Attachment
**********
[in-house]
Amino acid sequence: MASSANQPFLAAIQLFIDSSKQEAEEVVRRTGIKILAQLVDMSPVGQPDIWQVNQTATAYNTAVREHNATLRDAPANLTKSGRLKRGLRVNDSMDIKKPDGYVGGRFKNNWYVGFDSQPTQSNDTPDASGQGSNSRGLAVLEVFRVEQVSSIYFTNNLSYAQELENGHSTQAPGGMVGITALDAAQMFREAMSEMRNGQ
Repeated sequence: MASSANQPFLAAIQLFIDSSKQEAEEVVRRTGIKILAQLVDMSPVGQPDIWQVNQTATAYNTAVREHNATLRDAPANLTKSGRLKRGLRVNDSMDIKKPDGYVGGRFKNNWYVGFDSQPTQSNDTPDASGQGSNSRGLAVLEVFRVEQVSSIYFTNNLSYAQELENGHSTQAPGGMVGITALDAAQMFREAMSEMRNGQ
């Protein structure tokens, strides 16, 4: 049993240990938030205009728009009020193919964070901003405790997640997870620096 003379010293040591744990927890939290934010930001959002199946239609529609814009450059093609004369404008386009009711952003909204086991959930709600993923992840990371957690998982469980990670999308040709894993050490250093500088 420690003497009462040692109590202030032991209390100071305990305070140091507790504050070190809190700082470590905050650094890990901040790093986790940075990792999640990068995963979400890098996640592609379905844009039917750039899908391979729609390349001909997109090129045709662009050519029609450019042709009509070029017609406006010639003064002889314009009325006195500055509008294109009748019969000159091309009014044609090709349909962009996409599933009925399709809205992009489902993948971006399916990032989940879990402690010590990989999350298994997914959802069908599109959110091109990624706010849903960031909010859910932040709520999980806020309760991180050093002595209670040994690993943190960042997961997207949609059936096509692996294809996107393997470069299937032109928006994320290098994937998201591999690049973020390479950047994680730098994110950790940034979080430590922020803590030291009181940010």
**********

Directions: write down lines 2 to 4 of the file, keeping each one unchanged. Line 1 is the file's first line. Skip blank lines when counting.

Amino acid sequence: MASSANQPFLAAIQLFIDSSKQEAEEVVRRTGIKILAQLVDMSPVGQPDIWQVNQTATAYNTAVREHNATLRDAPANLTKSGRLKRGLRVNDSMDIKKPDGYVGGRFKNNWYVGFDSQPTQSNDTPDASGQGSNSRGLAVLEVFRVEQVSSIYFTNNLSYAQELENGHSTQAPGGMVGITALDAAQMFREAMSEMRNGQ
Repeated sequence: MASSANQPFLAAIQLFIDSSKQEAEEVVRRTGIKILAQLVDMSPVGQPDIWQVNQTATAYNTAVREHNATLRDAPANLTKSGRLKRGLRVNDSMDIKKPDGYVGGRFKNNWYVGFDSQPTQSNDTPDASGQGSNSRGLAVLEVFRVEQVSSIYFTNNLSYAQELENGHSTQAPGGMVGITALDAAQMFREAMSEMRNGQ
């Protein structure tokens, strides 16, 4: 049993240990938030205009728009009020193919964070901003405790997640997870620096 003379010293040591744990927890939290934010930001959002199946239609529609814009450059093609004369404008386009009711952003909204086991959930709600993923992840990371957690998982469980990670999308040709894993050490250093500088 420690003497009462040692109590202030032991209390100071305990305070140091507790504050070190809190700082470590905050650094890990901040790093986790940075990792999640990068995963979400890098996640592609379905844009039917750039899908391979729609390349001909997109090129045709662009050519029609450019042709009509070029017609406006010639003064002889314009009325006195500055509008294109009748019969000159091309009014044609090709349909962009996409599933009925399709809205992009489902993948971006399916990032989940879990402690010590990989999350298994997914959802069908599109959110091109990624706010849903960031909010859910932040709520999980806020309760991180050093002595209670040994690993943190960042997961997207949609059936096509692996294809996107393997470069299937032109928006994320290098994937998201591999690049973020390479950047994680730098994110950790940034979080430590922020803590030291009181940010």